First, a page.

Will Kernza® perennial grain lead an agricultural revolution?
It’s not often that food companies will enthusiastically adopt an ingredient without even knowing how they will use it. But that is exactly what Patagonia Provisions and General Mills have done with Kernza intermediate wheatgrass, a perennial grain that is being domesticated for food production.
Birgit Cameron, managing director, Patagonia Provisions, remembers when she first learned about Kernza in 2012.
“Yvon Chouinard (CEO of Patagonia) put a bag of Kernza on my desk and told me to go talk to Wes Jackson (founder of The Land Institute, developer of Kernza) and see if we can do something to help,” she says.
This led Patagonia to develop the first commercial product to use the perennial crop, Long Root Ale, in 2016 and then another product, Long Root Wit, this past spring. The beers are named for Kernza’s massive 10-foot-long roots.
M.C. Comings, business unit director for organic food manufacturer Cascadian Farm, had a similar experience. In 2014, the General Mills Foundation, the philanthropic arm of the food giant, reached out to Cascadian Farm about Kernza.
“The foundation said ‘we have this grain that looks super interesting,’ ” Comings says. “We signed up to do something with it, not even knowing what.”
Today, Cascadian Farm is developing a Kernza breakfast cereal that Comings wants to see “in every grocery store in America.”
Significant potential to redirect the course of climate change
Dig a little deeper into the Kernza story, and it’s easy to understand Patagonia’s and General Mills’ enthusiasm for the perennial grain.
Kernza is the first fruit of Wes Jackson’s revolutionary vision for a perennial agriculture. Modern agriculture is based on crops planted, grown, and harvested every year. These crops, grown in large chemical-intensive monocultures of corn, soybeans, and wheat, are damaging soils, polluting waterways, and releasing greenhouse gases that fuel climate change. Not to mention creating poor quality food.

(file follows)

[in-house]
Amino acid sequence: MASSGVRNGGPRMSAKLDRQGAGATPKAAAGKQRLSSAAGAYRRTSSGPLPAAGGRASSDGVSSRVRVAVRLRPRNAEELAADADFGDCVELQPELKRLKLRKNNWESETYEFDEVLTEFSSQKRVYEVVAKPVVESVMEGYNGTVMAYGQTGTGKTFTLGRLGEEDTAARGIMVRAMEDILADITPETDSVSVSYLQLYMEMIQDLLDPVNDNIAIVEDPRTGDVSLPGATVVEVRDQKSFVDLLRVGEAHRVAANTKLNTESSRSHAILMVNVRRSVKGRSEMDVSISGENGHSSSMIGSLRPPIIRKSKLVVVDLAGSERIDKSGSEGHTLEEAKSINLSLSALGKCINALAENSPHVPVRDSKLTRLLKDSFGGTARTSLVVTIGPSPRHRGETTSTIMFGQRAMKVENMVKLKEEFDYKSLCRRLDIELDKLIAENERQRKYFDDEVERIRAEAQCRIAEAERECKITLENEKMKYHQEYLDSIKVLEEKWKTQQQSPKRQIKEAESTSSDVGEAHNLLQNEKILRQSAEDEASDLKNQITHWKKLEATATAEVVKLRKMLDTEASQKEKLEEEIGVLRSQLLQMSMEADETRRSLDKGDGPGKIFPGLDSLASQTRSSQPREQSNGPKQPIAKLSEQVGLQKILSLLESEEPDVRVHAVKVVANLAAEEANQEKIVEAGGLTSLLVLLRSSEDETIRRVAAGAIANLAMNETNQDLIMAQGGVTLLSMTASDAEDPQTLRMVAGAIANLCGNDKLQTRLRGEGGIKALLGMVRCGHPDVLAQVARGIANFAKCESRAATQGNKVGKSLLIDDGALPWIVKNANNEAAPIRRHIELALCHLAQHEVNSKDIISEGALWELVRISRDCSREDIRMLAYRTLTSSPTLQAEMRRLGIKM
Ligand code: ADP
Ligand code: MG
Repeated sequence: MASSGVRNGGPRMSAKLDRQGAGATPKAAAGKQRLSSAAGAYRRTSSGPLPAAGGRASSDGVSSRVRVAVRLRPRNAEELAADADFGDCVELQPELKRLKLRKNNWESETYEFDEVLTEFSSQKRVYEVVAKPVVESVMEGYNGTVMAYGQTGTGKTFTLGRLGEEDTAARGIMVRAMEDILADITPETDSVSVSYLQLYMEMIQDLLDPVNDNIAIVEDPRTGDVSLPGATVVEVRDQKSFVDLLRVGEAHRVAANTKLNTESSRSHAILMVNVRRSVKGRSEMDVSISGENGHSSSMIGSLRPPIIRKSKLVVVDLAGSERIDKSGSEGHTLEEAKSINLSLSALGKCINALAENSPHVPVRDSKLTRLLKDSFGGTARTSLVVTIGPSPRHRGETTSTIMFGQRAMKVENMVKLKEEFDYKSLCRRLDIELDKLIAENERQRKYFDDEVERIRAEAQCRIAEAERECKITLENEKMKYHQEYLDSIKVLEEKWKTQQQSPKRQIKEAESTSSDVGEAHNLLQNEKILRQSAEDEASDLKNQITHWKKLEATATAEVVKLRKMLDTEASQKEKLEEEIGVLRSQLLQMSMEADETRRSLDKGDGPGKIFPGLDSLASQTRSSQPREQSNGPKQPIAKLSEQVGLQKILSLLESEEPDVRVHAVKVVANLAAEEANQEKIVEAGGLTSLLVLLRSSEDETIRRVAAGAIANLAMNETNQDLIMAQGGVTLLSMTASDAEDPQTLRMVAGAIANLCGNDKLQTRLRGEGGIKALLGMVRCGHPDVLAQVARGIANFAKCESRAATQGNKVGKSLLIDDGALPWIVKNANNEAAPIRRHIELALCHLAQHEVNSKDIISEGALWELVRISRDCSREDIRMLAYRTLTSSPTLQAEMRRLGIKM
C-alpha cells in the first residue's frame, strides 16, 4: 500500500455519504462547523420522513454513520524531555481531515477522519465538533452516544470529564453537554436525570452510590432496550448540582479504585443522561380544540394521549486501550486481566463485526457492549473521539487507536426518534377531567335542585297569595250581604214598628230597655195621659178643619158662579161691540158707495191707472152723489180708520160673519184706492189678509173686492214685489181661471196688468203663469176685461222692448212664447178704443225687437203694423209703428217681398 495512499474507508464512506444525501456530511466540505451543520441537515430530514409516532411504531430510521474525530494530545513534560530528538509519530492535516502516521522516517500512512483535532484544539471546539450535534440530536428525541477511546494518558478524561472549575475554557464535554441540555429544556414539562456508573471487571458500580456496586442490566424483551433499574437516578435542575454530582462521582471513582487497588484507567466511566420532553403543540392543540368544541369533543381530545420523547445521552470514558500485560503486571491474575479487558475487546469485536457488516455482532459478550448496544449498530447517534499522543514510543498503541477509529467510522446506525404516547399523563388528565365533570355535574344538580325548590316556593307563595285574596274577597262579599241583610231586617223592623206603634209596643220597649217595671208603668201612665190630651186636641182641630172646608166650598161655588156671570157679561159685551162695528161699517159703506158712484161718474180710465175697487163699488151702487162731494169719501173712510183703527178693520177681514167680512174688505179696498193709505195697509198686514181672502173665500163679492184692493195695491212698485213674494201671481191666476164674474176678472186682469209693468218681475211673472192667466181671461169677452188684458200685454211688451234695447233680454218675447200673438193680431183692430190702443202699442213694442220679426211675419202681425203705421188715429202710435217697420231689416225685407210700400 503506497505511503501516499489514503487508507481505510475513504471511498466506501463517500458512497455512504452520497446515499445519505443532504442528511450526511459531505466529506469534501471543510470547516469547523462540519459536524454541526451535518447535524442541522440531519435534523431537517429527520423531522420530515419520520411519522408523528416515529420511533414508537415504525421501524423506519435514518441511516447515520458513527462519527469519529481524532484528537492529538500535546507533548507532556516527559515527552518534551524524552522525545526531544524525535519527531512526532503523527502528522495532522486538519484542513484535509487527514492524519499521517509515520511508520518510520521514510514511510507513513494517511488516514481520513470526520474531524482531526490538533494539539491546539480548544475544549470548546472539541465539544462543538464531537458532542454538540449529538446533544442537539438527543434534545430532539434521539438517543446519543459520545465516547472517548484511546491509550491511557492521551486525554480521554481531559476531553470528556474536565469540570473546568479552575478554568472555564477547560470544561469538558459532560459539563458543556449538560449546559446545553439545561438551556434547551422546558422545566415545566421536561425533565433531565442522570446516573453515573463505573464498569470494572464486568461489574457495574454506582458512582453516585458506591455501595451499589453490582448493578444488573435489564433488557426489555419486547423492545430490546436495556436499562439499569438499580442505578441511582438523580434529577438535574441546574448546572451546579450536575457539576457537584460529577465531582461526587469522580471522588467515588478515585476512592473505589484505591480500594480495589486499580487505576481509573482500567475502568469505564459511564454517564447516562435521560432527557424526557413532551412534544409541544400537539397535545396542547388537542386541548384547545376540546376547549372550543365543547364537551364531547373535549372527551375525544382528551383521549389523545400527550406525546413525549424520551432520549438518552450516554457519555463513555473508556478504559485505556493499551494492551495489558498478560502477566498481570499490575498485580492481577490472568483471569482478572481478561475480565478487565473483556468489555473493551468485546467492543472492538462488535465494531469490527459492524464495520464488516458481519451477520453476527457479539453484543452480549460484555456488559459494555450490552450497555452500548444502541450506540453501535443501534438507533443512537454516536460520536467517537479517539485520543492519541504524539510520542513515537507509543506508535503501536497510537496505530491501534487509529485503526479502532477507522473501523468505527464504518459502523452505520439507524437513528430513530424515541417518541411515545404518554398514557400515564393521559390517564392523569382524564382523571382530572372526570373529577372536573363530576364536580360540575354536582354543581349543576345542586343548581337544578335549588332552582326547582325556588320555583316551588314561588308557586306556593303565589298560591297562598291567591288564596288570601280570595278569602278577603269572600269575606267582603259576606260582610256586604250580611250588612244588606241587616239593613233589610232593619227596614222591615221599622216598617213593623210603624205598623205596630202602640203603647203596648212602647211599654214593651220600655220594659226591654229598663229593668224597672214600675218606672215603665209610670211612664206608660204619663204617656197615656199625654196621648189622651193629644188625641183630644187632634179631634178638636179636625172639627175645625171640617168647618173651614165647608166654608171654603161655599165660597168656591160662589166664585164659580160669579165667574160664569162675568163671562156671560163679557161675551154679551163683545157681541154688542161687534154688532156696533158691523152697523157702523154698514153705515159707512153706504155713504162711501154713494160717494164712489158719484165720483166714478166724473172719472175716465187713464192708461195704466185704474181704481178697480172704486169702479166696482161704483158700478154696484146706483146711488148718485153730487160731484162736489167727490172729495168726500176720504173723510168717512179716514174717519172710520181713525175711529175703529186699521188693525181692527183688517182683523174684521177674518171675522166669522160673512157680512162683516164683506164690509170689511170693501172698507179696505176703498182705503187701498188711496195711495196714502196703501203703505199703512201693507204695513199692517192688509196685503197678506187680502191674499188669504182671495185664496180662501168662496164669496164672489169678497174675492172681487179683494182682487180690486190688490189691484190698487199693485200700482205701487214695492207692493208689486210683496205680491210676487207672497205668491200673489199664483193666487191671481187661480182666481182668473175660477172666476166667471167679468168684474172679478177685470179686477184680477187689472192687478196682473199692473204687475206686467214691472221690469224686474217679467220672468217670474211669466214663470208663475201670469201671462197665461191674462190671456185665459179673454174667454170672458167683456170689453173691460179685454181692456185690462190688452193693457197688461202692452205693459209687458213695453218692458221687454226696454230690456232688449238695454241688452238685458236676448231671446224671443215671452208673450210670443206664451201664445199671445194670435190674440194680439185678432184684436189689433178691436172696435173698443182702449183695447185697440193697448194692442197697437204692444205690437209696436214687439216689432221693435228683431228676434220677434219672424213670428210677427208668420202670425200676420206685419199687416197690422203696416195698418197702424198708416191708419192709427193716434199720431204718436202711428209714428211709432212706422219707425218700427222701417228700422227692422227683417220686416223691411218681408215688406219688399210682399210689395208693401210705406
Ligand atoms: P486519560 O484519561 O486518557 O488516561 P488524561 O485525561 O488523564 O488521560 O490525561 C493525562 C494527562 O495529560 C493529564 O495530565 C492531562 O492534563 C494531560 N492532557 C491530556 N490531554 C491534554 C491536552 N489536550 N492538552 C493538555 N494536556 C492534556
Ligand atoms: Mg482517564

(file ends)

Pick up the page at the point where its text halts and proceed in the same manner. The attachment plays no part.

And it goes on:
Jackson wanted to develop a completely different agricultural system based on perennial crops that grow year after year. His inspiration came from prairie plants, which stay in the ground, building healthy soils, preventing erosion, and sequestering carbon in the soil to mitigate climate change—all without the need for agricultural chemicals. Agriculture, Jackson thought, should mimic those natural prairie systems, so he founded The Land Institute to develop perennial grains and food crops.
Kernza intermediate wheatgrass is the first perennial crop to be developed by the Land Institute in partnership with Patagonia, General Mills, and the Forever Green Initiative at the University of Minnesota.
Potential to turn agriculture into a soil-forming ecosystem
Kernza promises significant environmental benefits. Because it is a perennial, farmers who grow Kernza don’t need to till or replant the crop every year, minimizing disruption to the soil. It helps reduce soil erosion and increases organic matter in the soil because of its extensive root system. It increases water infiltration to help protect surface water from runoff and sediment. Kernza also provides green cover on fields all year round.
“The length, size, and long life of the roots enable the grain to provide measurable soil health benefits and drought resistance while preventing soil erosion and storing critical nutrients—potentially turning agriculture into a soil-forming ecosystem,” says Dr. Lee DeHaan, lead scientist for the Kernza domestication program at The Land Institute.